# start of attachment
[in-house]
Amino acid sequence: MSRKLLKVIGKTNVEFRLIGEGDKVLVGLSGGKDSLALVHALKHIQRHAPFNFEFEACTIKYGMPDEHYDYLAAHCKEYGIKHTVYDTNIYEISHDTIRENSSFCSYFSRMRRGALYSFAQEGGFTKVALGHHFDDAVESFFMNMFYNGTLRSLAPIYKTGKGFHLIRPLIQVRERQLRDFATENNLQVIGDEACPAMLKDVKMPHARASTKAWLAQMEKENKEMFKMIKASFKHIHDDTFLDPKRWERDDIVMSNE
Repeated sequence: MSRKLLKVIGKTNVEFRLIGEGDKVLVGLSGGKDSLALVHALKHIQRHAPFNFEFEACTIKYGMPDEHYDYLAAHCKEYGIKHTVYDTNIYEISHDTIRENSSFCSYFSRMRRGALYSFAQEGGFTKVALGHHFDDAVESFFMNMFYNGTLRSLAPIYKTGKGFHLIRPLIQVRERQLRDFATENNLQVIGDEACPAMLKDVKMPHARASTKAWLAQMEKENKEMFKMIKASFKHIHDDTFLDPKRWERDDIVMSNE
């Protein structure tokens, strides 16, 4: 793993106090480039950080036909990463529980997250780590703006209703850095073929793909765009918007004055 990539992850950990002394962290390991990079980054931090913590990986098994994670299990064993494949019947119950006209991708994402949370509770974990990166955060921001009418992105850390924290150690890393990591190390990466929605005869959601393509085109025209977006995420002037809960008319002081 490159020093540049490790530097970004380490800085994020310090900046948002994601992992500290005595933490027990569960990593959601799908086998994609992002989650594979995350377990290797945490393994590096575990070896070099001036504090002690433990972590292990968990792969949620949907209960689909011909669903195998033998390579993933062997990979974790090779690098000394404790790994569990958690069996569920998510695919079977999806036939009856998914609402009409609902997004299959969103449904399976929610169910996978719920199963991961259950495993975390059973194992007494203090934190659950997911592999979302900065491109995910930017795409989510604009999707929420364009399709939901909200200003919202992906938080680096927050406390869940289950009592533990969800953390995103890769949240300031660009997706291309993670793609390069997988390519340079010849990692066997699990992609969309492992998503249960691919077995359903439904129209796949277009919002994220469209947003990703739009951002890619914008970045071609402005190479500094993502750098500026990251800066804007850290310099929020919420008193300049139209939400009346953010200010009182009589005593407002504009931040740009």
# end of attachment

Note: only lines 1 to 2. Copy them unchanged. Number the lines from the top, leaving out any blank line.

[in-house]
Amino acid sequence: MSRKLLKVIGKTNVEFRLIGEGDKVLVGLSGGKDSLALVHALKHIQRHAPFNFEFEACTIKYGMPDEHYDYLAAHCKEYGIKHTVYDTNIYEISHDTIRENSSFCSYFSRMRRGALYSFAQEGGFTKVALGHHFDDAVESFFMNMFYNGTLRSLAPIYKTGKGFHLIRPLIQVRERQLRDFATENNLQVIGDEACPAMLKDVKMPHARASTKAWLAQMEKENKEMFKMIKASFKHIHDDTFLDPKRWERDDIVMSNE